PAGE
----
Any Nigerian child born in the 70’s and 80’s will no doubt have fond memories of precious and semi-precious VHS tapes of birthday parties, naming ceremonies, award parties etc sitting, boxed away with VHS player that would be better placed in museums. With the migration of all things video to hard drives, DVD and cloud storage, there has been little hope left for these outdated relics of good times past. As if ‘compulsory expiration’ isn’t bad enough, a major problem with VHS tapes has always been sensitivity. VHS tapes are quite sensitive to sunlight, heat and water and can easily get damaged. Storage is another problem, as the information on 25 VHS tapes which take a up a small corner of a room, can probably fit on 10 DVDs in a small, compact case. I can imagine that there are several other families in this situation, and would love to just convert all their precious memories from VHS to good quality DVD.
Thus, a market certainly exists for the conversion of these relics to ‘watchable’ memories. So here’s the plan in a nutshell:
VHS tapes are sensitive to sunlight, heat and water. Sometimes, hungry VHS players ‘eat up’ tapes, and this means opening the player head and getting in there with a pen to reel the tapes (fond memories, yes?) . Storage is another concern; VHS boxes and tapes require much greater space than slim DVDs and jewel cases. VHS tapes are also difficult to search, forcing a watcher to fast-forward, stop and watch, fast-forward, etc.
A Business Solution:
Transfer VHS tapes to DVD using a range of options.
You will need:
- Your VCR, Adaptor + Software package, and a computer with a DVD burner.
The computer you probably own; if not, an inexpensive computer with DVD burner which costs about N80,000 at somewhere like Computer Village (Lagos). If you haven’t got a DVD burner, you can purchase one separately for less than N10,000 from Computer Village. Please ensure that you have enough space on your hard drive for this. As a rough guide, an hour of video would take about 750MB of hard drive space.
An adaptor would likely come with a software package which would help with the video quality. There are several on the market, like this one on Amazon for less than £25. (or order it through our friends at Icanstock for N9,000). This is the most important part of this process, and here is what the device looks like. CNET recommend the Elgato model (about N35,000) as this is compatible with both the PC and the Mac.
The process is simple: Connect the coloured plugs of the adaptor to you VCR, and the USB portion to your computer, and install the software. You should then be guided through the process. For a step-by-step visual guide, you can watch or download CNET’s step-by-step video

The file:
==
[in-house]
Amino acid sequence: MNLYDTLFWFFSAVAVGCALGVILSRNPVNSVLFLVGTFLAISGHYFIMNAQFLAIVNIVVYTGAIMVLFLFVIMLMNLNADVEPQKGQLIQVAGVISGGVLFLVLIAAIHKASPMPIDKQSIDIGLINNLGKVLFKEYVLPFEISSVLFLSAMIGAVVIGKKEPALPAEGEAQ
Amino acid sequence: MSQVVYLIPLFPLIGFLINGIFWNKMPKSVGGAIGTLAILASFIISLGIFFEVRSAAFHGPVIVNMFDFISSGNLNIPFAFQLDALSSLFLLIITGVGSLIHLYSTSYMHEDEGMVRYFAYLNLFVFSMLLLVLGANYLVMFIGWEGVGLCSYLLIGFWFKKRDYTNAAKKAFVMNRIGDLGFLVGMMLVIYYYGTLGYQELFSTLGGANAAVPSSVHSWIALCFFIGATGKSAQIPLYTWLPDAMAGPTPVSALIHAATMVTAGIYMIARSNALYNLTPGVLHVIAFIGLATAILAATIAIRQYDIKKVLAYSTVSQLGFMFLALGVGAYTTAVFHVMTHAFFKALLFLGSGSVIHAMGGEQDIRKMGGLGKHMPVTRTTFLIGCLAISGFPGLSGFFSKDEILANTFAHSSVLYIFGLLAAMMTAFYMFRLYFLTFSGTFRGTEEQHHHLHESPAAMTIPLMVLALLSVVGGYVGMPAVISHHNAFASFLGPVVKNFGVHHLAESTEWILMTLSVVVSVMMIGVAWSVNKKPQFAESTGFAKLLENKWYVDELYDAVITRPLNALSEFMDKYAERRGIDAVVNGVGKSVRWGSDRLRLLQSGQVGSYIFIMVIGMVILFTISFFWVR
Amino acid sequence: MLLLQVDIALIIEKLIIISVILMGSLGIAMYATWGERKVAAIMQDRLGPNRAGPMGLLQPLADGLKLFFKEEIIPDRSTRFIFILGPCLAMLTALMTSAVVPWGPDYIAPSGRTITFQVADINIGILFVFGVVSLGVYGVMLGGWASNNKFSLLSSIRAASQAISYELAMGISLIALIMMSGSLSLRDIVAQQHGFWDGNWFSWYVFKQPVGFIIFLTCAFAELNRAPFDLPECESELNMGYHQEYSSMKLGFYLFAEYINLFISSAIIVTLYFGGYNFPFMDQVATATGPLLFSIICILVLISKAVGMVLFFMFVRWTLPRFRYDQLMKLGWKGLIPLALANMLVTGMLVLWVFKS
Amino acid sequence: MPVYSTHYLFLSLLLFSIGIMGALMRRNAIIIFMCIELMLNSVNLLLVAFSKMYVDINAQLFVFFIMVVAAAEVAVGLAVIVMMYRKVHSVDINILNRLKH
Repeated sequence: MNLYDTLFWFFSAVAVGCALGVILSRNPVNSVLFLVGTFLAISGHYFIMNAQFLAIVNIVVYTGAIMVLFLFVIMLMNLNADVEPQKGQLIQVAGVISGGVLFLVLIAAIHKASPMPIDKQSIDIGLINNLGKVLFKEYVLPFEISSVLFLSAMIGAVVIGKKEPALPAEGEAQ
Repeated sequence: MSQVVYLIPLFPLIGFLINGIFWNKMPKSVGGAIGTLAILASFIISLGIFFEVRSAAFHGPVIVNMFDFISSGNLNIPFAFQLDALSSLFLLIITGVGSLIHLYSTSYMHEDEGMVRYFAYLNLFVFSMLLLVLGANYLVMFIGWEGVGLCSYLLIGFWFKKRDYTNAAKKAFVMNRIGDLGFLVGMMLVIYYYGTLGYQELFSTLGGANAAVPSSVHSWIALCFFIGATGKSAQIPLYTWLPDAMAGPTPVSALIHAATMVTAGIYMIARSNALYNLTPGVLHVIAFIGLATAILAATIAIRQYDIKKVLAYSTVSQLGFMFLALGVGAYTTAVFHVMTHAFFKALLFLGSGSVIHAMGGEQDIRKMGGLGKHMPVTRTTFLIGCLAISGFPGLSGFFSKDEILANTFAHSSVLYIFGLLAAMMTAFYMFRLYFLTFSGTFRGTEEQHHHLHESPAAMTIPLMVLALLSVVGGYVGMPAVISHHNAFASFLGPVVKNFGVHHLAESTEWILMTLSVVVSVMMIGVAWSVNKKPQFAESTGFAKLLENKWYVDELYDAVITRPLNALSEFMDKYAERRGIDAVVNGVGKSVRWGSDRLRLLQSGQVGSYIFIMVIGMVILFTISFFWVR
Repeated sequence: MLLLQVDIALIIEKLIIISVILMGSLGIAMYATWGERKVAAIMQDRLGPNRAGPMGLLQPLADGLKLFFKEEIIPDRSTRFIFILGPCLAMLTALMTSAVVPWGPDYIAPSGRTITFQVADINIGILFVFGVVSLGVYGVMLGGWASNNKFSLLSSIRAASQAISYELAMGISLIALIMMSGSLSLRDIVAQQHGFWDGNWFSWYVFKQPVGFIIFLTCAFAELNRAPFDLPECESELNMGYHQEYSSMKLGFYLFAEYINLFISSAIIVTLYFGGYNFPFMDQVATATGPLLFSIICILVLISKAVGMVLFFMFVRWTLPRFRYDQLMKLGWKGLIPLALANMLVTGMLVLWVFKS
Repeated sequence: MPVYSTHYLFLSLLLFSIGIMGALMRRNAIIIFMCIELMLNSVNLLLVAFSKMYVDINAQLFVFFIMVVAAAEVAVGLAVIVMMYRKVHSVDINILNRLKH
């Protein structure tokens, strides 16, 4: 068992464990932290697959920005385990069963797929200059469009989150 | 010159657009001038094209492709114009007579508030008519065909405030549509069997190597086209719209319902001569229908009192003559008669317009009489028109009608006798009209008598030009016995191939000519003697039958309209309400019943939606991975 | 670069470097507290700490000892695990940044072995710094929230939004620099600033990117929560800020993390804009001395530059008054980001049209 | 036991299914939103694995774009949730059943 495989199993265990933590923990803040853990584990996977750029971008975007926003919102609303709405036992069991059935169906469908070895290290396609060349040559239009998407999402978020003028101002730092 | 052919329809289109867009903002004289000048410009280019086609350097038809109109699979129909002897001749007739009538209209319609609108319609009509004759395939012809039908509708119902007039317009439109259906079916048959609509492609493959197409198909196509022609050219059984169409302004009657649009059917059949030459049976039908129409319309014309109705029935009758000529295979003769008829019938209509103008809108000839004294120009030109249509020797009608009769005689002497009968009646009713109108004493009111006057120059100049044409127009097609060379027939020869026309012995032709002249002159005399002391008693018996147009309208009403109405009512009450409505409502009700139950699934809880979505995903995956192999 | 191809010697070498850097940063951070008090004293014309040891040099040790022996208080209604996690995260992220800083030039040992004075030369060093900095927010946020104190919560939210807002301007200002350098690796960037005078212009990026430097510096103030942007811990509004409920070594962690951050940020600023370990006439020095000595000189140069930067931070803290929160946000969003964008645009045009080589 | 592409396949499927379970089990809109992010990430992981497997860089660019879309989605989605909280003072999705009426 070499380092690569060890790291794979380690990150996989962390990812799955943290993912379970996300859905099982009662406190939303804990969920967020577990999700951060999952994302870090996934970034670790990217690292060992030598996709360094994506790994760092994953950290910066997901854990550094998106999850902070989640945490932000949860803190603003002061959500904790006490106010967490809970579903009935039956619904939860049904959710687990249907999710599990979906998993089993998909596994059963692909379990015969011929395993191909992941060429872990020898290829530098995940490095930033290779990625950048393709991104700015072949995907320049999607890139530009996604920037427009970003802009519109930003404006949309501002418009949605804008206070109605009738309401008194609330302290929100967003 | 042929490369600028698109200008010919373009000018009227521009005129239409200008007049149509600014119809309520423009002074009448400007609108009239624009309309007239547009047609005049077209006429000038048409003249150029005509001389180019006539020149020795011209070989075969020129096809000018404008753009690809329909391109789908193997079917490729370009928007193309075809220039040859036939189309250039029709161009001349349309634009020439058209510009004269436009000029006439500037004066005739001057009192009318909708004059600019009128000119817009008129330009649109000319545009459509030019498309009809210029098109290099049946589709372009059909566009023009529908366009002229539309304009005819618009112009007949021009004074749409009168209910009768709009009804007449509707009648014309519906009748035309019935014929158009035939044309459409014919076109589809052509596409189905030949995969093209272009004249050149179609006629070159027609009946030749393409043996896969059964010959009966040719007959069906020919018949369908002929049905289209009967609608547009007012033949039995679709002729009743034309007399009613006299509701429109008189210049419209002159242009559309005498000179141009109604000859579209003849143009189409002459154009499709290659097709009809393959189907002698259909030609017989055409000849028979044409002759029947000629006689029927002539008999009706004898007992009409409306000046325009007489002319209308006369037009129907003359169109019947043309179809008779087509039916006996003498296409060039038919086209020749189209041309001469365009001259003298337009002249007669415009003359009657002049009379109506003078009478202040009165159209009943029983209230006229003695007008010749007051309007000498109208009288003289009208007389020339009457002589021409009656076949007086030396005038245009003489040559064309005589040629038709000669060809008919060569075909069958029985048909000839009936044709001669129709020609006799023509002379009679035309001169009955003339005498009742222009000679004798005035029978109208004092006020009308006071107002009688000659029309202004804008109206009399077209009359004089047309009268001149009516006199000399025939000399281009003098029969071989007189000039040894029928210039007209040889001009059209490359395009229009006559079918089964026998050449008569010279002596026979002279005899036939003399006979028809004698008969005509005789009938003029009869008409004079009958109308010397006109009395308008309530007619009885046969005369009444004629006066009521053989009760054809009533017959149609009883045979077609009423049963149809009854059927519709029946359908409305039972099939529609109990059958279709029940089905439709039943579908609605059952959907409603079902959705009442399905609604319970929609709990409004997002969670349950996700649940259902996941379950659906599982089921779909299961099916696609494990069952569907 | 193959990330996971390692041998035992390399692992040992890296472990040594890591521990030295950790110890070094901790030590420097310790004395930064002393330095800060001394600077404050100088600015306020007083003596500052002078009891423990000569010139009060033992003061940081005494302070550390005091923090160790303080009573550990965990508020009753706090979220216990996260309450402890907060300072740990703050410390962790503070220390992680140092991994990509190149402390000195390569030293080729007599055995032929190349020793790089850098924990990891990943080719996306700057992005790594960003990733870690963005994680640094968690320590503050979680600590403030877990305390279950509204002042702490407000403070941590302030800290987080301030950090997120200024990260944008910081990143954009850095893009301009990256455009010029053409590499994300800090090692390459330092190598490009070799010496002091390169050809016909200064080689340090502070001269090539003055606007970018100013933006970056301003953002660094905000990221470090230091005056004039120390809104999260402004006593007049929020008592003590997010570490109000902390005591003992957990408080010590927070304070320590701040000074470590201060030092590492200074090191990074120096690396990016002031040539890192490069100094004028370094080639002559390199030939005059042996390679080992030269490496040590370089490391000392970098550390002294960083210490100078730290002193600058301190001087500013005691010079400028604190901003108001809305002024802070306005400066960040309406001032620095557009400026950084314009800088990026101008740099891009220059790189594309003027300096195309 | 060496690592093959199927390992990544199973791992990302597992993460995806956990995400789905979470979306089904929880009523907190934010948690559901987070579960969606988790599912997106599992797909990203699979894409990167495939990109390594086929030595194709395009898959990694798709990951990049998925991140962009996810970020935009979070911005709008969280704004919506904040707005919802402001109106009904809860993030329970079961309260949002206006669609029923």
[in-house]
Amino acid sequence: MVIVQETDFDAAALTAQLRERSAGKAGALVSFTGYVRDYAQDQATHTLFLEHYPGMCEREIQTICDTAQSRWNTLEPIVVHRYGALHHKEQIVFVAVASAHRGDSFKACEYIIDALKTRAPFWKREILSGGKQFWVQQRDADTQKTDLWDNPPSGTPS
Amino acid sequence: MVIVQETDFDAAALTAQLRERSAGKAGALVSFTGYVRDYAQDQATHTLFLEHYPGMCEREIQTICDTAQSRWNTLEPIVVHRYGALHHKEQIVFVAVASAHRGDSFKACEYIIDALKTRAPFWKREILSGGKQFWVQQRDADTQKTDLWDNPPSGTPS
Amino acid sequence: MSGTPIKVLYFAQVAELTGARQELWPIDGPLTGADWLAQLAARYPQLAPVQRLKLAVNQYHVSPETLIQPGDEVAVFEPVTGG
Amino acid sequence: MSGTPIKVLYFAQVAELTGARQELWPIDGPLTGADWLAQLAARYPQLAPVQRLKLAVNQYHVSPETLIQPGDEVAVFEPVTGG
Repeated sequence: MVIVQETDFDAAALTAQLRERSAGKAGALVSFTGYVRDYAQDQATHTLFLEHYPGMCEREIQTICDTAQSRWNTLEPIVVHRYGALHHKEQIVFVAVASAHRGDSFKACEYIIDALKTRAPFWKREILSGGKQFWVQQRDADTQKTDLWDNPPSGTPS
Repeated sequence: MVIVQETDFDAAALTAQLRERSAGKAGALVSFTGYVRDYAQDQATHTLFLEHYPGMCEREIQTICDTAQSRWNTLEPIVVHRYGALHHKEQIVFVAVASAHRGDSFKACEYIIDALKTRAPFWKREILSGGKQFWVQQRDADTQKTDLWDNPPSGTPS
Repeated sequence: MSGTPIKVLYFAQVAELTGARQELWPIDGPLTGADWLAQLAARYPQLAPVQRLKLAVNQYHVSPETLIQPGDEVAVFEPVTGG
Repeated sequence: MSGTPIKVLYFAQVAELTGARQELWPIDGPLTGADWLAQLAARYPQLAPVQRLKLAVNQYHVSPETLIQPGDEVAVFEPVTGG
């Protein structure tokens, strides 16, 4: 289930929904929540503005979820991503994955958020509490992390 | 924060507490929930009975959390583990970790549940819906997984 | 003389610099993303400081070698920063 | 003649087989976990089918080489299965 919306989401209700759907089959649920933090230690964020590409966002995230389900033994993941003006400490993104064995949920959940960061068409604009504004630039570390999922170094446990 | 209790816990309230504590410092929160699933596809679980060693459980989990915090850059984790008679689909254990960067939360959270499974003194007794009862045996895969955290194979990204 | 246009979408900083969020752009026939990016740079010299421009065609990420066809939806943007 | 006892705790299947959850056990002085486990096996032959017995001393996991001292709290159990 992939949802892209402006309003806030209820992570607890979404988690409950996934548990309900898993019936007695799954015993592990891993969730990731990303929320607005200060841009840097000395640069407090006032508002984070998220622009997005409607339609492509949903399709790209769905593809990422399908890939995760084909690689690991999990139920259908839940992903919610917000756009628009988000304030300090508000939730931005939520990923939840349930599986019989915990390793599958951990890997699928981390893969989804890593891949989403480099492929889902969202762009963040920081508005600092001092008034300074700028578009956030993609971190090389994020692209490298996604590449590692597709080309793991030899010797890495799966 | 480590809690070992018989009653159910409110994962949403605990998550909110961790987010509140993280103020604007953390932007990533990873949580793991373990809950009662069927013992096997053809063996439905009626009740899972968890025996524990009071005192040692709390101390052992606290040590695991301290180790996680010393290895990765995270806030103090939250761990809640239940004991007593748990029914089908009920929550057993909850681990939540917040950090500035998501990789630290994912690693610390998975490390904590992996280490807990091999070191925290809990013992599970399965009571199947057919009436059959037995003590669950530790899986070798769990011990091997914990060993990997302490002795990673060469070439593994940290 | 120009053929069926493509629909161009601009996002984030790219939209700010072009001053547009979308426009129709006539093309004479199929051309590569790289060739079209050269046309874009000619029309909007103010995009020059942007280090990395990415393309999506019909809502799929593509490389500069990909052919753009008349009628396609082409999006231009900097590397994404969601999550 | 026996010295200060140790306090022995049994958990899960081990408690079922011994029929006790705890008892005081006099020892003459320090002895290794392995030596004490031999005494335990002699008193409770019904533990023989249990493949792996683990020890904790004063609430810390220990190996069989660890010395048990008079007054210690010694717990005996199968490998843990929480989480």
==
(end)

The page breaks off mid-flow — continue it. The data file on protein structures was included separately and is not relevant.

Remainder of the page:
Market the Product:
The beauty of this business model is that you can market this anywhere in Nigeria, as long as you have a good chance of getting electricity. I would even go as far as saying remote villages and towns are probably even better markets, as the competition is even less. Develop a catchy name and tag line for your service, order business cards (or get some as included in icanstock’s package), start a free/low-cost website and include the address for this on your business card.
Research your market and price your service accordingly. What are your operational costs? Take into account the cost of each CD and packaging, fuel per hour required to complete each job, and your labour costs. It might be sensible to offer bulk packages, as most people are likely to have more than one VHS for conversion anyway, allowing you to generate more income through economies of scale.
In the interest of keeping your overhead costs low, how can you get some free or low cost publicity for your service? Perhaps, you can display your business cards at strategic places, such as shops or service centres, and advertise on classifieds websites like OLX and Tradestable. Outlets like Dealdey could also market these excellently if you offer a deal, but again be careful not to discount too deeply, as they will charge at least 20% of your sale price. People will happily pay you to provide this service, especially knowing the sort of sentimental values attached to a lot of family videos, coupled with the limited availability and technical challenges some might face in converting these treasure troves to a more accessible format.
This is a good idea that needs to be marketed properly, and to the right people. Succeed in this, and you will do well. All the best!